- Title: From fishmongers to corner stores, Paris shops suffer losses due to strikes
- Date: 3rd January 2020
- Summary: PARIS, FRANCE (JANUARY 3, 2020) (REUTERS) PEOPLE WALKING ON RUE MONTORGUEIL, A COMMERCIAL STREET WITH CAFES, SHOPS AND RESTAURANTS FLOWERS DISPLAYED OUTSIDE SHOP SHOP SIGNS VARIOUS OF FINANCE MINISTER BRUNO LE MAIRE WALKING ON RUE MONTORGUEIL LE MAIRE WALKING TOWARDS FISH SHOP SHRIMP DISPLAYED IN SHOP LE MAIRE ASKING FISHMONGER BRUNO MAHE (French): Do you have an idea of the estimated loss of revenue (due to strikes)?" FISHMONGER BRUNO MAHE SAYING (French): "Fifty percent less." LE MAIRE SAYING (French): "Fifty percent less?!" MAHE SAYING (French): "Well, yes. There's no transportâ€¦" LE MAIRE SAYING (French): "And lots of problems with getting supplies as well?" MAHE SAYING (French): "Yes, that as well. There's much less fish." LE MAIRE SPEAKING TO SHOP OWNERS (SOUNDBITE) (French) FINANCE MINISTER BRUNO LE MAIRE SAYING: "We have done the maximum so that shopkeepers suffer as little as possible due to these strikes, and that they are helped by the government. And we will do everything needed so that no business shuts down because of these strikes, which have now lasted for several weeks." JOURNALISTS AROUND LE MAIRE (SOUNDBITE) (French) FINANCE MINISTER BRUNO LE MAIRE SAYING: "Discussions will restart next week. I hope that these discussions will be as constructive as possible, that all the unions respond to the prime minister's gesture of goodwill, and that in the coming days, we find a way to compromise. I say it again - perpetual strike is not a favorable future for the French people. It's not what will allow us give our fellow countrymen the freedom to work, the serenity and the prosperity that they aspire for." LA MAIRE HAVING PHOTO TAKEN WITH GROCERY STORE SUPERVISOR, FLATENIN DIAKITE VARIOUS OF DIAKITE WORKING INSIDE U EXPRESS GROCERY STORE (SOUNDBITE) (French) U EXPRESS GROCERY STORE SUPERVISOR, FLATENIN DIAKITE, SAYING: "At some point, this has to stop, because we are really exhausted. From the beginning (of the strikes) until today, we've been really exhausted. We can no longer continue. Everyone I meet says the same thing. Everyone is tired, we can no longer continue, we have no life anymore because of this strike." EMPTY TABLES AT LA GRILLE MONTORGUEIL BISTRO COFFEE MACHINE LA GRILLE MONTORGUEIL OWNER LAURENT NEGRE AT BAR (SOUNDBITE) (French) LA GRILLE MONTORGUEIL OWNER LAURENT NEGRE SAYING: "There was a bit of a lack of cheer in the holiday season. We didn't have the Christmas atmosphere, because people were struggling so yeah, there was a lack of smiles in the overall ambiance on the street." BISTRO MENU EMPTY TABLES AT RESTAURANT (SOUNDBITE) (French) LA GRILLE MONTORGUEIL OWNER LAURENT NEGRE SAYING: "Employees have a right not to spend three hours getting home in the evening. And we also have a right not to face a 30 percent loss in business in a month that is crucial for us. It's not a problem for me that people are protesting to keep their social rights. But it shouldn't be a problem for them to allow us to work." COFFEE ON TABLE CUSTOMERS SITTING AT TABLE RAIL TRACKS AT GARE DE LYON STATION DURING STRIKE SNCF PERSONNEL WALKING ON PLATFORM NEXT TO TRAIN PEOPLE WALKING AWAY FROM PLATFORMS GARE DE LYON STATION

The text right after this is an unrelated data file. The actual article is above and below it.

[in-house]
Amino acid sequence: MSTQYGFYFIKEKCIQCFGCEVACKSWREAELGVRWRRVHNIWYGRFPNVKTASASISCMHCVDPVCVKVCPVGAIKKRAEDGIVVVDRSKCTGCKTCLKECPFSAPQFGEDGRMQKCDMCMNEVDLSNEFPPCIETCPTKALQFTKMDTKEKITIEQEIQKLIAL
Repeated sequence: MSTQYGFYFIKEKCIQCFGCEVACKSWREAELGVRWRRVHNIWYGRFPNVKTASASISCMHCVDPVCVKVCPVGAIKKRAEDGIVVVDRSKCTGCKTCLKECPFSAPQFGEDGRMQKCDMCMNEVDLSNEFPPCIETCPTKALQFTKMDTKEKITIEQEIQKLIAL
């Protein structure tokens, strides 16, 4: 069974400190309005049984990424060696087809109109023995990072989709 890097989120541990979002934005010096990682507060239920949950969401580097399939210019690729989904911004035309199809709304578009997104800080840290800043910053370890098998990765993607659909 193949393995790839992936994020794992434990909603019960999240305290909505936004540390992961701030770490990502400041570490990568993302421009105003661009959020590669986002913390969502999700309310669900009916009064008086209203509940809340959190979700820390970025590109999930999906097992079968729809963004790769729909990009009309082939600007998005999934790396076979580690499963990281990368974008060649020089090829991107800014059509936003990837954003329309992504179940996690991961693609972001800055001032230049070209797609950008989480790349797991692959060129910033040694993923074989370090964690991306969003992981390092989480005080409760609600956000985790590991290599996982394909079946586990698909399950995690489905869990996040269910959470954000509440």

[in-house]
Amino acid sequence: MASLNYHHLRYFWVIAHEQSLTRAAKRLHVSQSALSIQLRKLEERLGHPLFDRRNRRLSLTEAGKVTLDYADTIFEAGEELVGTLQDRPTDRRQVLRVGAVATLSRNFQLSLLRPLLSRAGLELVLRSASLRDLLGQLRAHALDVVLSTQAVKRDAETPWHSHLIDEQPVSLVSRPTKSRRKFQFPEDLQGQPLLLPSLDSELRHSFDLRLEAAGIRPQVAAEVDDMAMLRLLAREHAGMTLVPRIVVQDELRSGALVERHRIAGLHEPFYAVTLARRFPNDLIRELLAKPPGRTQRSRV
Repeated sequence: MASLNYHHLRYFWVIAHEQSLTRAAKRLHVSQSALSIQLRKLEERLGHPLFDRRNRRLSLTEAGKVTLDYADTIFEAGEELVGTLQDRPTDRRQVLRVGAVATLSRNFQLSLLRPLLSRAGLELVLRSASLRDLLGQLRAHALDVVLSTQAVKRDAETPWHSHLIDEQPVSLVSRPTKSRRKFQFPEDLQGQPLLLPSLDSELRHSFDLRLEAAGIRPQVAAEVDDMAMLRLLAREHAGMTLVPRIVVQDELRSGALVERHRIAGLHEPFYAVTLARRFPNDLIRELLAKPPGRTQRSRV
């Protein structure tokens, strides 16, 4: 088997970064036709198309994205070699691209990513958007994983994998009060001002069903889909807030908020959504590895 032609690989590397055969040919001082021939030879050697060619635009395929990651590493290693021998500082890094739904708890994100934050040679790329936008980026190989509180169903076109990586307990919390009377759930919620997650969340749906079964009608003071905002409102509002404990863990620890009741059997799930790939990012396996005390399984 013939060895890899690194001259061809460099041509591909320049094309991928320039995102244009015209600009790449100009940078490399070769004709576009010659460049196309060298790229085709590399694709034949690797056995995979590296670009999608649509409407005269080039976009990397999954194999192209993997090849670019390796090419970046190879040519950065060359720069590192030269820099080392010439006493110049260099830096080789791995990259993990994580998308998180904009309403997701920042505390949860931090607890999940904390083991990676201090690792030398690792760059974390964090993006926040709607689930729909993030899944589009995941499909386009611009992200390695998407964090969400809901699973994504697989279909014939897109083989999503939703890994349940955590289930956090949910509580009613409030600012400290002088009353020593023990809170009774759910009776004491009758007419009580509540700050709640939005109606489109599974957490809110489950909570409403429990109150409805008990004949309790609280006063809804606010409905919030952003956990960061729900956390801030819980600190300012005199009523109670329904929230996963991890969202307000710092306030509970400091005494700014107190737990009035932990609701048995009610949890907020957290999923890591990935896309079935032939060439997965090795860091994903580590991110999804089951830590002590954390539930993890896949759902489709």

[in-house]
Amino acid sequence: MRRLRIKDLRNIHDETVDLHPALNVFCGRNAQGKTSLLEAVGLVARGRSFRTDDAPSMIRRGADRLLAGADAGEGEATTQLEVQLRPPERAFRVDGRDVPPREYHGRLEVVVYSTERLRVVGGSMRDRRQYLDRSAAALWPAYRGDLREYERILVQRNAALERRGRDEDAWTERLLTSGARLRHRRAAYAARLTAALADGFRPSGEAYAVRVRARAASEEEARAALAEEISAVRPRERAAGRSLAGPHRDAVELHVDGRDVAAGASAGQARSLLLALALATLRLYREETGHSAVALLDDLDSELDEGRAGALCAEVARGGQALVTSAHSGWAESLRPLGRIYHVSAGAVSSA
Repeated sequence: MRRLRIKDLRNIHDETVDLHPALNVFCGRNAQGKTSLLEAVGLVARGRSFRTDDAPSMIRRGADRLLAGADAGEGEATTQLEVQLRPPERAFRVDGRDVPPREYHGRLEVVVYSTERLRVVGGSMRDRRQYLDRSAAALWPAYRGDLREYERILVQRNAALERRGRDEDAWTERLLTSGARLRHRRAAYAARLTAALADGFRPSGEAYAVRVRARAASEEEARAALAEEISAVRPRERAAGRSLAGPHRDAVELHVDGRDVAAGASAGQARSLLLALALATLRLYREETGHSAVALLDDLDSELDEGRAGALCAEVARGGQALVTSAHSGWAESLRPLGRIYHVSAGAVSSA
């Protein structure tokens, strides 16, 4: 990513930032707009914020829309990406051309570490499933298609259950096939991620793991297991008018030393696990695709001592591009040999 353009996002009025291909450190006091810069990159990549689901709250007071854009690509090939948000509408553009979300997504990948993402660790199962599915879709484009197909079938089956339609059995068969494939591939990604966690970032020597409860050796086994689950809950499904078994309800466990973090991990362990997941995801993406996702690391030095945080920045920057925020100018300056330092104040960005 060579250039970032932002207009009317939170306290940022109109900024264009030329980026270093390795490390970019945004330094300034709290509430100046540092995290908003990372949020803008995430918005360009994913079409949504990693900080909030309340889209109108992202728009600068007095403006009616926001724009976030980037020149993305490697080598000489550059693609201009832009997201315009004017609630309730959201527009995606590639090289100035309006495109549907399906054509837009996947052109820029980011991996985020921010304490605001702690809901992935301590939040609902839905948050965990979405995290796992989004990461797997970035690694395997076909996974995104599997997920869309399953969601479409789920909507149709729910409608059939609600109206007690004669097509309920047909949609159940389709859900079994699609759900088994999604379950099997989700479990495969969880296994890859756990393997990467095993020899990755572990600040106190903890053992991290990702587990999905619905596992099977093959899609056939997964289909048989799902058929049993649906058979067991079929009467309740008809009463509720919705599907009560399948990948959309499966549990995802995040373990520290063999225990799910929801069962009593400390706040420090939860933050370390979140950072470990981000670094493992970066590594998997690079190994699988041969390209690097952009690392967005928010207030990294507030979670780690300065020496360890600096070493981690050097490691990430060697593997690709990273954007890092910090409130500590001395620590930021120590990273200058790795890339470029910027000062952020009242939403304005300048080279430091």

- Embargoed: 17th January 2020 12:49
- Keywords: Paris shops economic impact holiday season pension strike revenue
- Location: PARIS, FRANCE
- City: PARIS, FRANCE
- Country: France
- Reuters ID: LVA001BUMCOCN
- Aspect Ratio: 16:9
- Story Text: Business owners in a major Paris shopping street said they had suffered losses of between 30 and 50 percent compared with last year due to the nearly month-long transport strike against pension reforms as a minister visited the area in a show of support.
French Finance Minister Bruno Le Maire visited shops in the busy Rue Montorgueil in central Paris, assuring business owners they would be entitled to some relief.
The fish shop Soguiza has suffered a 50% loss in revenue, its owner Bruno Mahe told Le Maire, as usual customers were hampered by transport problems.
Slow traffic on highways, due to a higher number of vehicles, have also disrupted deliveries, that usually come from a big food market just outside the capital.
Employees who must commute to work, such as grocery store supervisor Flatenin Diakite, have been spending hours in crowded trains and buses, which are running on a severely disrupted schedule.
"Everyone is tired, we can no longer continue, we have no life anymore because of this strike," Diakite said.
At La Grille Montorgueil restaurant, owner Laurent Negre said he had seen revenue drop by a third compared to the month of November - his business has only been open for four months - and bemoaned a lack of Christmas spirit.
"It's not a problem for me that people are protesting to keep their social rights. But it shouldn't be a problem for them to allow us to work," Negre said.
A spokesman for the GNI independent hotels and restaurants federation said shortly before Christmas that revenue loss in Paris stood at some 30 to 40% year-on-year for hotels, 40% percent for cafes and bars and 50% for restaurants.
(Production: Michaela Cabrera, Antony Paone)
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